Step 2. Put in what we call a passive-data-governance approach, which is far less costly and can show far more value in just a few weeks. Assign an owner (hopefully, someone from the business) to each policy, and monitor the data quality scores. In addition, send out this report as frequently as necessary and provide a method to remediate, whether automated in a tool or with manual data cleansing.

Once your data quality is up to acceptable thresholds, you will then begin to see which areas are deteriorating more rapidly than the others.

You may find that passive-data governance was cheap and got vendor master to five Sigma levels of DQ. But Materials is a mess and there are constant process and policy violations. DQ levels deteriorate so much that it makes sense to implement a more active approach, where the data is collected and validated prior to entry into your Enterprise Architecture.

Comment from Karl:

What are your best practices for where to start when it comes to, specifically, data quality?

Matt Wagnon:

Hi Karl, I went into a little detail in Pragna’s question about this (see above, earlier in the transcript).

Make data-informed decisions and avoid the noise factor from the organization. It’s very easy to get caught up in silencing the noise. While delivering progress to your organization is important and meeting your stakeholders’ needs is as well, you may very well miss an even larger value-add opportunity without making well-informed decisions.

In a perfect world, I would start by defining a vision and strategy for achieving that vision. This means having clear achievable goals, a set timeframe, and metrics to measure success or failure. An example goal for data quality could be a Sigma level.

In parallel, define the scope, which data domains, which types of data are in that domain, etc. Then define what those are in a Business Glossary.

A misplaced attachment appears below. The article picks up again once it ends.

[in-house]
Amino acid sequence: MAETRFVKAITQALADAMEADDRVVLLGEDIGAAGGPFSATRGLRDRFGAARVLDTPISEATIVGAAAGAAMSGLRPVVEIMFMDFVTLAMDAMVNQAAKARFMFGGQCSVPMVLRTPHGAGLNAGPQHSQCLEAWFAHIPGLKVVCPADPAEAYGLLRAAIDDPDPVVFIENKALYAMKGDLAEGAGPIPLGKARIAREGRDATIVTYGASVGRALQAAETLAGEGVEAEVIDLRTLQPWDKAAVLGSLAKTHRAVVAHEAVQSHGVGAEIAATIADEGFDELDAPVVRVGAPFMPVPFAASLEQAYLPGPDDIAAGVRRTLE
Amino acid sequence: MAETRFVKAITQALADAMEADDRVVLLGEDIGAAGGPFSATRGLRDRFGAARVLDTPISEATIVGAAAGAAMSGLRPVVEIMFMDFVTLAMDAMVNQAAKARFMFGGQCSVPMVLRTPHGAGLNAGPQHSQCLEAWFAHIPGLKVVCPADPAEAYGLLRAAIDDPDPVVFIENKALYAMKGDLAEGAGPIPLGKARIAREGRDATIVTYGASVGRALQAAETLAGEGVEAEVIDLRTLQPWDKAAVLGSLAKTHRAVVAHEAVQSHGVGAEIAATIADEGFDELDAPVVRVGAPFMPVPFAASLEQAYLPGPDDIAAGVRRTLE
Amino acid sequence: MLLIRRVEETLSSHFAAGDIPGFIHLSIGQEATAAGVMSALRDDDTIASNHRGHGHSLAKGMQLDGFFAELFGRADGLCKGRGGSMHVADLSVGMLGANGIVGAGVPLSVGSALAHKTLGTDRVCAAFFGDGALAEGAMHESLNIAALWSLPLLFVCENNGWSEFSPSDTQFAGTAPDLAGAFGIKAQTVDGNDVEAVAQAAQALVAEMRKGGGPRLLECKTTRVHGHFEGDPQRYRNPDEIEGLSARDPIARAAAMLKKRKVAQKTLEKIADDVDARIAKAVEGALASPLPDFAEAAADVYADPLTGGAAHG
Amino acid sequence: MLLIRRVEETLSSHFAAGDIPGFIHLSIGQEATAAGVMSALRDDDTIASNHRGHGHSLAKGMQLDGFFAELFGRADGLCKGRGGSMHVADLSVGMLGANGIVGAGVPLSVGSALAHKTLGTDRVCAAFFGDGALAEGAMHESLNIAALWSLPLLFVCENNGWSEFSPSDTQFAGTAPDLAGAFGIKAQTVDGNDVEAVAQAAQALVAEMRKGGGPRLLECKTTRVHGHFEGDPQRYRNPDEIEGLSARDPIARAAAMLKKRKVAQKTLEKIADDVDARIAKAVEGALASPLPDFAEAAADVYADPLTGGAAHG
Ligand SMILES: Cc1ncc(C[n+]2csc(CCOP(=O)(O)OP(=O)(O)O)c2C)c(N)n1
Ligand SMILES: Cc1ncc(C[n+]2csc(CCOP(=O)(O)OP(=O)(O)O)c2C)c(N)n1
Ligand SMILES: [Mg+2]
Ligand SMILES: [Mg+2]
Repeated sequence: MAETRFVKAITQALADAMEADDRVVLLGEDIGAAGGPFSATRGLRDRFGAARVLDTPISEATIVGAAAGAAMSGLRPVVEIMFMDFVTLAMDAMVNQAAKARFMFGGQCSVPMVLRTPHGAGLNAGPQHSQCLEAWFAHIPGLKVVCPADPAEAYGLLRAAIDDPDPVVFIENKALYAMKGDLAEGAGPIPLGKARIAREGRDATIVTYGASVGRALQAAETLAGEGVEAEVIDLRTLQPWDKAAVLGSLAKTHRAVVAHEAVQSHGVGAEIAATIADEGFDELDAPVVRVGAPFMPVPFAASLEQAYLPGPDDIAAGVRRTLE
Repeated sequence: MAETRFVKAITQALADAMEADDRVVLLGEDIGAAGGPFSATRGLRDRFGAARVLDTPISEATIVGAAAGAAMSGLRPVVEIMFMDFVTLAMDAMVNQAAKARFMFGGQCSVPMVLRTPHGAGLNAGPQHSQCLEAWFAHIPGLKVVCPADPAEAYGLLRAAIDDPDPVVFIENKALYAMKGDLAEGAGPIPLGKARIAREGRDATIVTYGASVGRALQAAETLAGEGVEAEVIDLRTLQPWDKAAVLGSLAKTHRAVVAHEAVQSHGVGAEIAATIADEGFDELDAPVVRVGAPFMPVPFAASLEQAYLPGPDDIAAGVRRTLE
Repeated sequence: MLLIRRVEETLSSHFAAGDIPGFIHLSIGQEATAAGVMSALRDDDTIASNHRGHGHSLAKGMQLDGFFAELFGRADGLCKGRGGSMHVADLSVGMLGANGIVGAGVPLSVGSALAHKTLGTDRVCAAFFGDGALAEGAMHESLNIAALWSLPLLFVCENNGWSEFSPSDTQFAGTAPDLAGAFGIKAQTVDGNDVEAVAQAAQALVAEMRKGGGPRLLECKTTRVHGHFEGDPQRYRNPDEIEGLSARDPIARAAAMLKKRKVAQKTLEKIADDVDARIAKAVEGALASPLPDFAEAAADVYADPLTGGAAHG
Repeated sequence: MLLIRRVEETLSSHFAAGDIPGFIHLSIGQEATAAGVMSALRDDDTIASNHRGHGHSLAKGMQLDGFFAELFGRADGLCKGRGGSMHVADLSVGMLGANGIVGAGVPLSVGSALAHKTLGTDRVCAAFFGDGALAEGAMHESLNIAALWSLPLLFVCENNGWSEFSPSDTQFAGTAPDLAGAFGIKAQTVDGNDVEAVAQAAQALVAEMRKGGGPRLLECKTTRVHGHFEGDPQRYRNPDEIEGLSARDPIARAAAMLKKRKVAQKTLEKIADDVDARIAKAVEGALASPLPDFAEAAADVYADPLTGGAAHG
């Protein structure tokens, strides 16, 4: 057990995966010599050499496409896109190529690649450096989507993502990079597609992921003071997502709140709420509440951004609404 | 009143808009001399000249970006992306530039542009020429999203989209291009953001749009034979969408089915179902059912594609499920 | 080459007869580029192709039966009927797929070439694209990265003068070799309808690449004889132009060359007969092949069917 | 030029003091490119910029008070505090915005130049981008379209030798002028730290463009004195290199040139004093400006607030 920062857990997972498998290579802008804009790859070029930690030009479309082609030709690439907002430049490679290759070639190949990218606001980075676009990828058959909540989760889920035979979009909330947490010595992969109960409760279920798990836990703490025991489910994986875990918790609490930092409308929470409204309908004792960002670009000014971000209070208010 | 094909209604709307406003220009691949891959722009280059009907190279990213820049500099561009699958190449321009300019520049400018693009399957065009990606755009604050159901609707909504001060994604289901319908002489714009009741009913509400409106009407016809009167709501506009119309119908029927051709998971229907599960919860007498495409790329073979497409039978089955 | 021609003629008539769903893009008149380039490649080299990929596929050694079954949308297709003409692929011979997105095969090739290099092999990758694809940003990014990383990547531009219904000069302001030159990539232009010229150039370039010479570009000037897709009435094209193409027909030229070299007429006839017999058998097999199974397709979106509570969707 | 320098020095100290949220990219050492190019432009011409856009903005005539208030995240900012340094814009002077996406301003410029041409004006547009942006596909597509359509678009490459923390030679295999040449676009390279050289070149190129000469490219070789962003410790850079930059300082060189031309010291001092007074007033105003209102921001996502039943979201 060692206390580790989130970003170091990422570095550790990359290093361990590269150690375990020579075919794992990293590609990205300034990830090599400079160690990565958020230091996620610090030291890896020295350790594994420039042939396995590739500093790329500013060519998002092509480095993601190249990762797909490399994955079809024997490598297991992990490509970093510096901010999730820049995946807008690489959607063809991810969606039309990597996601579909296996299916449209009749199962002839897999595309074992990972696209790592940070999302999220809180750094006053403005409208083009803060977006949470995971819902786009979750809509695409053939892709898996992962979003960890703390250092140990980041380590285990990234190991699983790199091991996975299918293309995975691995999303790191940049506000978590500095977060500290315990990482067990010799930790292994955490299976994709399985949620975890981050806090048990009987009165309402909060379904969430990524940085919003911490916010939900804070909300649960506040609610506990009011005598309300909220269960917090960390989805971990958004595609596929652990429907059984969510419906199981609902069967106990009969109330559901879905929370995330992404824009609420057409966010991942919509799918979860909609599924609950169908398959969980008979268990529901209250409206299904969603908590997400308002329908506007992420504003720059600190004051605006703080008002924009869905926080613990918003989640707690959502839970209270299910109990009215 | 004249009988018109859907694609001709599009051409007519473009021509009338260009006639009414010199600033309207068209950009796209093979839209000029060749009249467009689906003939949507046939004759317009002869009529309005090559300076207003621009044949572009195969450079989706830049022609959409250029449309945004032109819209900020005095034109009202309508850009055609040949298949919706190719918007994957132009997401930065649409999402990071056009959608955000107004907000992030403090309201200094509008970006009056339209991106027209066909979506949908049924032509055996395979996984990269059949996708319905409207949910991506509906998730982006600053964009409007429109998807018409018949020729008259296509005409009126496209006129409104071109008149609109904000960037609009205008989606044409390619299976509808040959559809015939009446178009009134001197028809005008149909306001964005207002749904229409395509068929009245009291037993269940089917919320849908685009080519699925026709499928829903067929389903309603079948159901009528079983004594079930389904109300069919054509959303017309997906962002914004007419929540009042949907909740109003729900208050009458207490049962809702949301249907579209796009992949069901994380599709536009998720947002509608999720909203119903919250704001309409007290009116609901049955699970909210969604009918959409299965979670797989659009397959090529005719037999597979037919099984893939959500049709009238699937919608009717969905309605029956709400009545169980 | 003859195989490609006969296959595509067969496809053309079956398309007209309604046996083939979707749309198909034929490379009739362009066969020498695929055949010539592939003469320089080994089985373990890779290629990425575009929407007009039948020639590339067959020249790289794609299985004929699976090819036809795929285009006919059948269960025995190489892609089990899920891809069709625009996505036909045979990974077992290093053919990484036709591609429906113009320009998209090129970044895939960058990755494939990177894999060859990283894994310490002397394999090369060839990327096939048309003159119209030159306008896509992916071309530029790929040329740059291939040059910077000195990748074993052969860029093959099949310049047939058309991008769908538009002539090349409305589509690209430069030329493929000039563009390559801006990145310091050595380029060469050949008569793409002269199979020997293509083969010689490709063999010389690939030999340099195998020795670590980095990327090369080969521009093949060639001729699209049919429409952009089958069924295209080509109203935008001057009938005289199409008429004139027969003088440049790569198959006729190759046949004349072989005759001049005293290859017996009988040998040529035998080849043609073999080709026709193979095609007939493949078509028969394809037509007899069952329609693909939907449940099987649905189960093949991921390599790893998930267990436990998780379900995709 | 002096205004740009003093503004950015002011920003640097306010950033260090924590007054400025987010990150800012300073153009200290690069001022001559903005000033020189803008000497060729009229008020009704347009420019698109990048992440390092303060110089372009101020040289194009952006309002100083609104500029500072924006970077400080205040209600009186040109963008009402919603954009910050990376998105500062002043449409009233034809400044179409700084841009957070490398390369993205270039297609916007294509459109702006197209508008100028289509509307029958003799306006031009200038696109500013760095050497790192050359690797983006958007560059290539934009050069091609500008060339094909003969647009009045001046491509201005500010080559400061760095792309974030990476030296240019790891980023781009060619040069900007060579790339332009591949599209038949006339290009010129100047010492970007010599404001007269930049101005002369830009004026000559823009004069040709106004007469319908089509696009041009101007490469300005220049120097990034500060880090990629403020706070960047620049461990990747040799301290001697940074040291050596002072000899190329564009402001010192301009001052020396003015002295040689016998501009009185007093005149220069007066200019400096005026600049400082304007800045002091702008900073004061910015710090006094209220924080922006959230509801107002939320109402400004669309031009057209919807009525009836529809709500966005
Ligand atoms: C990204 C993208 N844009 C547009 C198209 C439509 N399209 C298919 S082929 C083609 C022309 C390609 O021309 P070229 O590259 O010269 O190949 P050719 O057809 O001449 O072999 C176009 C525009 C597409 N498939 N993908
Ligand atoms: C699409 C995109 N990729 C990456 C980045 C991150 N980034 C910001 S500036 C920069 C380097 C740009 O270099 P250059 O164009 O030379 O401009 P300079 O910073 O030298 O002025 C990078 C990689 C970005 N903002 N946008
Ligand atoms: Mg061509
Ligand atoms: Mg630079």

Profile your data and build a repository for all your policies around that data and the rules that enforce them.

Then monitor and score those policies to get a baseline to be able to compare your progress (hopefully) to where you started.

And, finally, have clearly defined business owners for that data, and a business-user-friendly process for remediating that data or automating it if possible (no approvals required, business logic exists).

Comment from Bill:

Should I focus on just master data or should my scope go beyond?

Matt Wagnon:

Do not get stuck in the trap of focusing on just master data. While master data is important and transactions are reliant on it, there are many ancillary data objects that transactions and master data depend on in order to successfully process. You should also think a lot about metadata and all the systems and data sets that your organization has. Do you even know where it all exists? Who is using it? Who should or shouldn’t have access to it? What systems do you engage with your customers in, and what can you learn from that data? And, finally, do you understand how Data Governance can help your data scientists and analytics to give you a competitive advantage in the market place?

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Jose Bobrek

3/21/2017 1:05:43 PM

We recently implemented MDG 8.0 and found that unlike our older third party data governance tool, MDG does not have an easy way to report the number of Change Requests (CRs) per plant. In your experience with other MDG implementation, do companies care about monitoring the volume of CR’s per plant? What statistics do they collect in regards to CR’s


3/21/2017 12:33:08 PM

have we started?